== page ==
[Numpy-discussion] Nasty bug using pre-initialized arrays

Scott Ransom sransom@nrao....
Fri Jan 4 16:28:07 CST 2008

On Friday 04 January 2008 05:17:56 pm Stuart Brorson wrote:
> >> I realize NumPy != Matlab, but I'd wager that most users would
> >> think that this is the natural behavior......
> >
> > Well, that behavior won't happen. We won't mutate the dtype of the
> > array because of assignment. Matlab has copy(-on-write) semantics
> > for things like slices while we have view semantics. We can't
> > safely do the reallocation of memory [1].
> That's fair enough.  But then I think NumPy should consistently
> typecheck all assignmetns and throw an exception if the user attempts
> an assignment which looses information.
> If you point me to a file where assignments are done (particularly
> from array elements to array elements) I can see if I can figure out
> how to fix it & then submit a patch.  But I won't promise anything!
> My brain hurts already after analyzing this "feature".....   :-)

There is a long history in numeric/numarray/numpy about this "feature".  
And for many of us, it really is a feature -- it prevents the automatic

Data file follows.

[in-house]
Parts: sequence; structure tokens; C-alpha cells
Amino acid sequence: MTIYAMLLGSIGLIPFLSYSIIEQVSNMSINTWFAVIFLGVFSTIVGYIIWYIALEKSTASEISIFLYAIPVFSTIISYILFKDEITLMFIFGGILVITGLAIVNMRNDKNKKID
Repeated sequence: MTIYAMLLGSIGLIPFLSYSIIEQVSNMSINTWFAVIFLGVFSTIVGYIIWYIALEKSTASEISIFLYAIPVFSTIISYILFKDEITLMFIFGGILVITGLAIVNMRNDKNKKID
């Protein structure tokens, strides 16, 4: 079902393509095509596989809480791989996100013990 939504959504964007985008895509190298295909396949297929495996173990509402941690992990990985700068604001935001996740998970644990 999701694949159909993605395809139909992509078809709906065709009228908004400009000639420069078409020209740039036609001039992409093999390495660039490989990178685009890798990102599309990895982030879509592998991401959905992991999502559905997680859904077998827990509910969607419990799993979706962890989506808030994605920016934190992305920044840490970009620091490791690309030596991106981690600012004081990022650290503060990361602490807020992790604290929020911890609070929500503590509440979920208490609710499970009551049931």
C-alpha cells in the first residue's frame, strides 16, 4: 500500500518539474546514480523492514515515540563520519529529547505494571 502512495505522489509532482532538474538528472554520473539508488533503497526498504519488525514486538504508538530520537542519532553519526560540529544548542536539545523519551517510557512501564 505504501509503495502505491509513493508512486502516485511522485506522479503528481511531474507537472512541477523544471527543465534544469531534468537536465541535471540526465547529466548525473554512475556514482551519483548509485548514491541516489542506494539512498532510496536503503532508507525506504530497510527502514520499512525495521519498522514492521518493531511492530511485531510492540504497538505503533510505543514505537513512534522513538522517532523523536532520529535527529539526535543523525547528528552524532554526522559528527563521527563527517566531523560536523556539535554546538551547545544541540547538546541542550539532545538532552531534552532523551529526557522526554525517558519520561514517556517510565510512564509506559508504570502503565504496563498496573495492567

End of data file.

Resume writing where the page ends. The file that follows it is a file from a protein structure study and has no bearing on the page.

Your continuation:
upcasting of arrays, which is very important if your arrays are huge 
(i.e. comparable in size to your system memory).

For instance in astronomy, where very large 16-bit integer or 32-bit 
float images or data-cubes are common, if you upcast your 32-bit floats 
accidentally because you are doing double precision math (i.e. the 
default in Python) near them, that can cause the program to swap out or 
die horribly.  In fact, this exact example is one of the reasons why 
the Space Telescope people initially developed numarray.  numpy has 
kept that model.  I agree, though, that when using very mixed types 
(i.e. complex and ints, for example), the results can be confusing.


Scott M. Ransom            Address:  NRAO
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email:  sransom@nrao.edu             Charlottesville, VA 22903 USA
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